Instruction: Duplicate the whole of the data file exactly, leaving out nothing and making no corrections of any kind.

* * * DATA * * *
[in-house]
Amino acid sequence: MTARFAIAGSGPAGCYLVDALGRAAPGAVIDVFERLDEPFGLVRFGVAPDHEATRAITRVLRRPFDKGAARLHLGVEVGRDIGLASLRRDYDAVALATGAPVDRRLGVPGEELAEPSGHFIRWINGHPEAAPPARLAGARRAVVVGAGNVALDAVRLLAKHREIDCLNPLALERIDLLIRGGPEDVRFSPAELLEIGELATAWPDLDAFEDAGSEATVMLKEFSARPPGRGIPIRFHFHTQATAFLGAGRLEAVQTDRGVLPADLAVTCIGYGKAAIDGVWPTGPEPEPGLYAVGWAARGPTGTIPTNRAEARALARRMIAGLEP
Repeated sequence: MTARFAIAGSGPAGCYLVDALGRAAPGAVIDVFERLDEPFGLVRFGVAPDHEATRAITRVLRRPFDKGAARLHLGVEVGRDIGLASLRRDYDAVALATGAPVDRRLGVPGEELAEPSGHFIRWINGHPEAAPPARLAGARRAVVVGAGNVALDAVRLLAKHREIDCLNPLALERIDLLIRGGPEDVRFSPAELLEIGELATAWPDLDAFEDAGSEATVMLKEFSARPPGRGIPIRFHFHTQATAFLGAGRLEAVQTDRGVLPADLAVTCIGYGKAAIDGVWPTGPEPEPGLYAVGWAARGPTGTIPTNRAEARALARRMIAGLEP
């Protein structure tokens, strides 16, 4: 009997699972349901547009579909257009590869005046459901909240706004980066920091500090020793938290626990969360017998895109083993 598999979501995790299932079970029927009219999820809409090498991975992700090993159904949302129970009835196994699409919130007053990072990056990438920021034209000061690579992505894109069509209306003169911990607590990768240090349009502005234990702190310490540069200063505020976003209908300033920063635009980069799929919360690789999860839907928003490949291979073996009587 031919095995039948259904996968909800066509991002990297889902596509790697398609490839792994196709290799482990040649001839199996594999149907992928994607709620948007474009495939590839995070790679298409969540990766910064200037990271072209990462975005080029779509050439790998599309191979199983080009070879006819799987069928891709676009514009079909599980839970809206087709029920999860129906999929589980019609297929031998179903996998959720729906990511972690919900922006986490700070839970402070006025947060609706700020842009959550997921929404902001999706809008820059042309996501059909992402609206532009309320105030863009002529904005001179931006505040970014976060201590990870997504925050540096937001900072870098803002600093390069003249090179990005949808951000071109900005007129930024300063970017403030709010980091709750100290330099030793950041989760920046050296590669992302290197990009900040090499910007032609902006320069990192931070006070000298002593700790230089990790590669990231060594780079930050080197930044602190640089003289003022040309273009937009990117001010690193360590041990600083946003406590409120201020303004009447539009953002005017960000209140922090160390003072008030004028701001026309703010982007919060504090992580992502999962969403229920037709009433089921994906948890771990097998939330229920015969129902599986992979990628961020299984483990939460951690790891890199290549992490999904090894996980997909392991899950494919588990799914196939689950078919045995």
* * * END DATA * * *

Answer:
[in-house]
Amino acid sequence: MTARFAIAGSGPAGCYLVDALGRAAPGAVIDVFERLDEPFGLVRFGVAPDHEATRAITRVLRRPFDKGAARLHLGVEVGRDIGLASLRRDYDAVALATGAPVDRRLGVPGEELAEPSGHFIRWINGHPEAAPPARLAGARRAVVVGAGNVALDAVRLLAKHREIDCLNPLALERIDLLIRGGPEDVRFSPAELLEIGELATAWPDLDAFEDAGSEATVMLKEFSARPPGRGIPIRFHFHTQATAFLGAGRLEAVQTDRGVLPADLAVTCIGYGKAAIDGVWPTGPEPEPGLYAVGWAARGPTGTIPTNRAEARALARRMIAGLEP
Repeated sequence: MTARFAIAGSGPAGCYLVDALGRAAPGAVIDVFERLDEPFGLVRFGVAPDHEATRAITRVLRRPFDKGAARLHLGVEVGRDIGLASLRRDYDAVALATGAPVDRRLGVPGEELAEPSGHFIRWINGHPEAAPPARLAGARRAVVVGAGNVALDAVRLLAKHREIDCLNPLALERIDLLIRGGPEDVRFSPAELLEIGELATAWPDLDAFEDAGSEATVMLKEFSARPPGRGIPIRFHFHTQATAFLGAGRLEAVQTDRGVLPADLAVTCIGYGKAAIDGVWPTGPEPEPGLYAVGWAARGPTGTIPTNRAEARALARRMIAGLEP
């Protein structure tokens, strides 16, 4: 009997699972349901547009579909257009590869005046459901909240706004980066920091500090020793938290626990969360017998895109083993 598999979501995790299932079970029927009219999820809409090498991975992700090993159904949302129970009835196994699409919130007053990072990056990438920021034209000061690579992505894109069509209306003169911990607590990768240090349009502005234990702190310490540069200063505020976003209908300033920063635009980069799929919360690789999860839907928003490949291979073996009587 031919095995039948259904996968909800066509991002990297889902596509790697398609490839792994196709290799482990040649001839199996594999149907992928994607709620948007474009495939590839995070790679298409969540990766910064200037990271072209990462975005080029779509050439790998599309191979199983080009070879006819799987069928891709676009514009079909599980839970809206087709029920999860129906999929589980019609297929031998179903996998959720729906990511972690919900922006986490700070839970402070006025947060609706700020842009959550997921929404902001999706809008820059042309996501059909992402609206532009309320105030863009002529904005001179931006505040970014976060201590990870997504925050540096937001900072870098803002600093390069003249090179990005949808951000071109900005007129930024300063970017403030709010980091709750100290330099030793950041989760920046050296590669992302290197990009900040090499910007032609902006320069990192931070006070000298002593700790230089990790590669990231060594780079930050080197930044602190640089003289003022040309273009937009990117001010690193360590041990600083946003406590409120201020303004009447539009953002005017960000209140922090160390003072008030004028701001026309703010982007919060504090992580992502999962969403229920037709009433089921994906948890771990097998939330229920015969129902599986992979990628961020299984483990939460951690790891890199290549992490999904090894996980997909392991899950494919588990799914196939689950078919045995």